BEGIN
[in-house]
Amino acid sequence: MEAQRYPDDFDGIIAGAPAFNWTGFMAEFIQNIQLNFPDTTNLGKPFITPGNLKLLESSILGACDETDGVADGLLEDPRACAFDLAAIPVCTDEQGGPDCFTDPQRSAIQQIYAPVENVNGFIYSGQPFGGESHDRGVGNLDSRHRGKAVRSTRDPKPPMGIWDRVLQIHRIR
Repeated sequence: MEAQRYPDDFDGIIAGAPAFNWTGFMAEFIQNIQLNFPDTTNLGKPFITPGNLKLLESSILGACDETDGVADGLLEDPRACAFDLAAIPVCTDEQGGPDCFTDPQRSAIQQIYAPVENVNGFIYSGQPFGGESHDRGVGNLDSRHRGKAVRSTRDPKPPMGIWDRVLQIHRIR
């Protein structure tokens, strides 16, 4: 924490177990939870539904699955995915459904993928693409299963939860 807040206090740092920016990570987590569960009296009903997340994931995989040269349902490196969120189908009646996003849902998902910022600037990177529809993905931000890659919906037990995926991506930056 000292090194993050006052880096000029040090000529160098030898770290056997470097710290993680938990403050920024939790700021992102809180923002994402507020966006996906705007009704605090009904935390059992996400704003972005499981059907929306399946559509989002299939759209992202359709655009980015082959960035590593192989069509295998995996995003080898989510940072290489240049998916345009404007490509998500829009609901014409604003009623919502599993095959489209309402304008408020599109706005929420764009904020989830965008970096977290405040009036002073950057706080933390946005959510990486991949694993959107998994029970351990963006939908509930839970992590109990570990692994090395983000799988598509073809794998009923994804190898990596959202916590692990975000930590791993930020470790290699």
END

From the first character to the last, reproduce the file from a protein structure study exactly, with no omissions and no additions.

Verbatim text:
[in-house]
Amino acid sequence: MEAQRYPDDFDGIIAGAPAFNWTGFMAEFIQNIQLNFPDTTNLGKPFITPGNLKLLESSILGACDETDGVADGLLEDPRACAFDLAAIPVCTDEQGGPDCFTDPQRSAIQQIYAPVENVNGFIYSGQPFGGESHDRGVGNLDSRHRGKAVRSTRDPKPPMGIWDRVLQIHRIR
Repeated sequence: MEAQRYPDDFDGIIAGAPAFNWTGFMAEFIQNIQLNFPDTTNLGKPFITPGNLKLLESSILGACDETDGVADGLLEDPRACAFDLAAIPVCTDEQGGPDCFTDPQRSAIQQIYAPVENVNGFIYSGQPFGGESHDRGVGNLDSRHRGKAVRSTRDPKPPMGIWDRVLQIHRIR
């Protein structure tokens, strides 16, 4: 924490177990939870539904699955995915459904993928693409299963939860 807040206090740092920016990570987590569960009296009903997340994931995989040269349902490196969120189908009646996003849902998902910022600037990177529809993905931000890659919906037990995926991506930056 000292090194993050006052880096000029040090000529160098030898770290056997470097710290993680938990403050920024939790700021992102809180923002994402507020966006996906705007009704605090009904935390059992996400704003972005499981059907929306399946559509989002299939759209992202359709655009980015082959960035590593192989069509295998995996995003080898989510940072290489240049998916345009404007490509998500829009609901014409604003009623919502599993095959489209309402304008408020599109706005929420764009904020989830965008970096977290405040009036002073950057706080933390946005959510990486991949694993959107998994029970351990963006939908509930839970992590109990570990692994090395983000799988598509073809794998009923994804190898990596959202916590692990975000930590791993930020470790290699």